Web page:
[Wellness] Overview of types of milk allergy and intolerance

An overview of the different types of milk allergy and intolerance:

Most people these days assume that when you say “milk allergy” you mean “lactose intolerance.” Some people know these are different, but even milk allergy/intolerance sufferers can be pressed to explain which milk ailment they’ve got. Of course, in an ideal world none of us would have to explain because my ideal world would not include any dairy products. At the present time, when you’re trying to work out which of these illnesses (and these are just the ones I’ve found out about, I’m sure there are others – contact me if you know of any so I can add them) is the cause of your inability to eat dairy, it’s made even more difficult when the doctors themselves sometimes don’t actually understand what they’re saying or what all the different dairy allergies and intolerances look like. For simplicity, I call all these different illnesses “milk ailments” collectively, so you know that I’m referring to all of them, not just cow milk allergy. I have at least two separate milk ailments, but I’m unsure what the second one is. Without paying huge amounts of money for allergy testing, I will never find out.  UPDATE: September 2015: I now know I have #7 and #1.

Here’s an overview of the types of milk allergy:

1. Lactose Intolerance
2. Galactosemia
3. Alpha-S1 Casein Allergy (cow’s milk)
3a. Antibody Mediated Allergy
3b. Non-antibody mediated allergy
4. Milk Soy Protein Intolerance
5. Fermentable Carbohydrates Intolerance
6. Disaccharides intolerance
7. A1 casein intolerance

Lactose Intolerance:
This is the classic milk ailment that most people have. Basically, we didn’t evolve to consume dairy products after weaning, so (according to certain statistics) 60% of the European descended adult population, 90% of the African descended population and 95% of the Asian descended population can develop lactose intolerance under the right conditions. It’s caused by your body reducing lactase enzyme production after a certain age. Lactase is the enzyme that digests lactose from milk. Lactose intolerance comes in two forms:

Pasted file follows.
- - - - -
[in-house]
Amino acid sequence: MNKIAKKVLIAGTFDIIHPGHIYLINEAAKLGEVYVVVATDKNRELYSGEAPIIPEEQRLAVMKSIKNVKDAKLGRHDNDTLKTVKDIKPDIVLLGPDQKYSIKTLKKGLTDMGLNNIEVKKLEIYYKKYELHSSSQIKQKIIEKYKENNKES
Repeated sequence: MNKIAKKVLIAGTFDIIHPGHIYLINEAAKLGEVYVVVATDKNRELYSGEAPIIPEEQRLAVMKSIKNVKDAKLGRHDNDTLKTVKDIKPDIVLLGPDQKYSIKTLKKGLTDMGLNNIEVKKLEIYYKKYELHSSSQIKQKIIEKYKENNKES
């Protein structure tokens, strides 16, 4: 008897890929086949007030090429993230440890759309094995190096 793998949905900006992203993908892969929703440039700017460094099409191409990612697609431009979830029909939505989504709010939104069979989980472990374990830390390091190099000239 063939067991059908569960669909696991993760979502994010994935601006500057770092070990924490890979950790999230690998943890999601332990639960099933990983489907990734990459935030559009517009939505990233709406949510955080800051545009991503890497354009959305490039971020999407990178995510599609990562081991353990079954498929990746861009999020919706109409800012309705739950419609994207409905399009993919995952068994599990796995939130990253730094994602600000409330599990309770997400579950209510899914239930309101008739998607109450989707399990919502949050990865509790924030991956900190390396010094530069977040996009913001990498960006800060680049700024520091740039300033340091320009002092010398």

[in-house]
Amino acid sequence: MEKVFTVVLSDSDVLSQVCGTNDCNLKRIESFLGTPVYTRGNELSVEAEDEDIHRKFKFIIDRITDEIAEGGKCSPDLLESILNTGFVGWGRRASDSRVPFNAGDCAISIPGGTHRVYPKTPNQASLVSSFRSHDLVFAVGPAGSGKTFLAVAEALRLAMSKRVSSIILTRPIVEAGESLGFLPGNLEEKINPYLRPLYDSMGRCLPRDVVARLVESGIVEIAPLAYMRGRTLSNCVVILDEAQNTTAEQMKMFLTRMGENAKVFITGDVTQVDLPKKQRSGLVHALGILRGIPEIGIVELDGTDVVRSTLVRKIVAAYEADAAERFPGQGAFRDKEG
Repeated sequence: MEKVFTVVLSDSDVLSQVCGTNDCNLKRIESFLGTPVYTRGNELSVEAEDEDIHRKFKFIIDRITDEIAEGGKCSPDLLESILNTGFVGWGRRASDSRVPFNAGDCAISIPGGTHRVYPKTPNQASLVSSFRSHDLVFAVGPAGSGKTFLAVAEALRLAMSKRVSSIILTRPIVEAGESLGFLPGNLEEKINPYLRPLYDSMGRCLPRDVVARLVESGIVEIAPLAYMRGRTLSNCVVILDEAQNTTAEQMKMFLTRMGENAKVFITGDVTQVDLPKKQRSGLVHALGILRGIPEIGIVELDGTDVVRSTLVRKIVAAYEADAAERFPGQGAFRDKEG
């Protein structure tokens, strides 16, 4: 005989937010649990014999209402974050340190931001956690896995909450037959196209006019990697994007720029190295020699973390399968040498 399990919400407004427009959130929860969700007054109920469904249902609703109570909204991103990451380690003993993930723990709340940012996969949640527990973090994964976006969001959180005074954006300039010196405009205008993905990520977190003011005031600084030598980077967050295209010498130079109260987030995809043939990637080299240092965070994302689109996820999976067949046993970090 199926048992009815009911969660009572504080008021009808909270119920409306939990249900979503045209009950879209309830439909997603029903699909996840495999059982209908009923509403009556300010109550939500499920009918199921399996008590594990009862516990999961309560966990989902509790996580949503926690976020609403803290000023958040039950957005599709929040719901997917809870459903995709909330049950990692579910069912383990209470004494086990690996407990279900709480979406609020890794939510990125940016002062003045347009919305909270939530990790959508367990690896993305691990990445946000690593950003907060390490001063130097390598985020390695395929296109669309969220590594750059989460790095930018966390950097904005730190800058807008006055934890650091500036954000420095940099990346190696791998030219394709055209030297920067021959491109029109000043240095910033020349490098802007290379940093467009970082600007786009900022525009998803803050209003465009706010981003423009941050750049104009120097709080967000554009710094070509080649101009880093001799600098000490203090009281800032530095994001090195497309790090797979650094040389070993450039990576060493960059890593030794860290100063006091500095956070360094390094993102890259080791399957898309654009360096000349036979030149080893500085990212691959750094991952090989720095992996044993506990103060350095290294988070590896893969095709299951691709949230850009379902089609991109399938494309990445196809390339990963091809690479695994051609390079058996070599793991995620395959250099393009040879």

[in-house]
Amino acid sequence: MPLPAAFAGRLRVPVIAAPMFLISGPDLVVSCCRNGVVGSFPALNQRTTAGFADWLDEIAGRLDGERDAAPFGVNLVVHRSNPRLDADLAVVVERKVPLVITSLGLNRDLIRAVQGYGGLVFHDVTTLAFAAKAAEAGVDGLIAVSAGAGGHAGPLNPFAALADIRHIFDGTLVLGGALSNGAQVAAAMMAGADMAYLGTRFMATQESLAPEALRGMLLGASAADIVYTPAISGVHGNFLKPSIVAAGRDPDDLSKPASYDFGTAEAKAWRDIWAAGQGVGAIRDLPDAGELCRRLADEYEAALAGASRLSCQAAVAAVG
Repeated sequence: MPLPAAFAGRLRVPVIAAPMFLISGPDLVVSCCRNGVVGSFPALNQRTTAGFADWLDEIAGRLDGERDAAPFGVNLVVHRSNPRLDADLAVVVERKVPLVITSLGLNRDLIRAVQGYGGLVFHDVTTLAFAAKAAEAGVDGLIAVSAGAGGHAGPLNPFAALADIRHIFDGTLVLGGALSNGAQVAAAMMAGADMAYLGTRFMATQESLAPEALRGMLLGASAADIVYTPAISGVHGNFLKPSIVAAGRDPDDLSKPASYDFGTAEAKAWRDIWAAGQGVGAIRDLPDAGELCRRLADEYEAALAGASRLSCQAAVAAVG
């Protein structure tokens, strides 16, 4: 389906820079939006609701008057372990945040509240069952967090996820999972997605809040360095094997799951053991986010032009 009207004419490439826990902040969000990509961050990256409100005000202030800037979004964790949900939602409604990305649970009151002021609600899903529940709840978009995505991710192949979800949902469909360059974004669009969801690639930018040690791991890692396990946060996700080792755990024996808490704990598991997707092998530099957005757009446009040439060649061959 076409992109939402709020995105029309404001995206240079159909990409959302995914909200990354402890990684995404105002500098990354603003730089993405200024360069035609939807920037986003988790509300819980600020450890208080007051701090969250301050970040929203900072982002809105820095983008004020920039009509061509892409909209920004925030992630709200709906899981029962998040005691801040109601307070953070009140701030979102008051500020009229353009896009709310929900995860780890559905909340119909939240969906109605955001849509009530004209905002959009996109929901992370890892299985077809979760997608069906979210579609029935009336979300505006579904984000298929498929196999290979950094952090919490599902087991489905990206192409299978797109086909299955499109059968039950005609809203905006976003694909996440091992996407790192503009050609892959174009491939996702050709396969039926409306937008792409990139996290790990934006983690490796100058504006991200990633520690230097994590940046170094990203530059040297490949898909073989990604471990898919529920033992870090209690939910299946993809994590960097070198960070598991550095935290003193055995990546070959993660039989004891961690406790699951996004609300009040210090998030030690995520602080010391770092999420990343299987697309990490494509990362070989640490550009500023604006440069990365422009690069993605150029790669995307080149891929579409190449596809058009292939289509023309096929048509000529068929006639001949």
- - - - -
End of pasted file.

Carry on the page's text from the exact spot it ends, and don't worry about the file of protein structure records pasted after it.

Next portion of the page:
Lactase deficiency, a.k.a. hypolactasia:
Many people with this ailment have a threshhold of how much milk they can consume, after which the effects are uncomfortable.

Congenital lactase deficiency:
However, there is a variation of this, where the sufferer lacks the gene for lactase production and so has no lactase enzymes whatsoever. This person cannot even eat tiny amounts of lactose without feeling the effects. As a baby, they cannot even have breast milk.

As an adult, these two forms of lactose intolerance produce the same symptoms and cause the same problems in life, especially if you live in a country that eats a lot of dairy. Because it’s the best known of all the milk ailments, it’s the one people assume you have when you tell them you can’t have dairy. Pro-tip – if the lactofree works for you, you’re lactose intolerant. If it makes you horribly ill instead, you have a different milk ailment.

Symptoms: Bloating, diarrhea, gassiness, feeling very uncomfortable, all the symptoms of lactose intolerance are LOWER INTESTINE symptoms. “Anyone (except for young children) who gets vomiting, burping, heartburn, or other stomach ills, should look for a different cause.” http://www.stevecarper.com/li/LI_v_milk_allergy.htm
Unfortunately, to get your doctor to look for a different cause, you might have a real fight on your hands, particularly in the UK where allergies are not taken seriously (they only kill you, after all).

What do you need to do if you have lactose intolerance:
Avoid dairy. If you can tolerate a small amount of milk, you can experiment and find out your limits. Be sure you don’t have any kind of milk allergy before ingesting any milk! There are also lactase enzyme capsules available on the internet, I have tried these (that’s how I found out I was also lactose intolerant) and found that they definitely do help you to break down the milk. Instead of getting all the lactose intolerance symptoms that I usually get within 30 minutes of eating dairy, I only got the secondary symptoms that I get from my unidentified milk ailment (probably either galactosemia or non-antibody mediated allergy), a few hours later. You can also get special milk that’s cow’s milk but has been predigested with lactase enzymes. I haven’t tried the milk, but I did try the cheese. In the UK it’s marketed as the “Arla Lactofree” brand. I got very ill, but again, it’s probably great if lactose intolerance is your only milk ailment.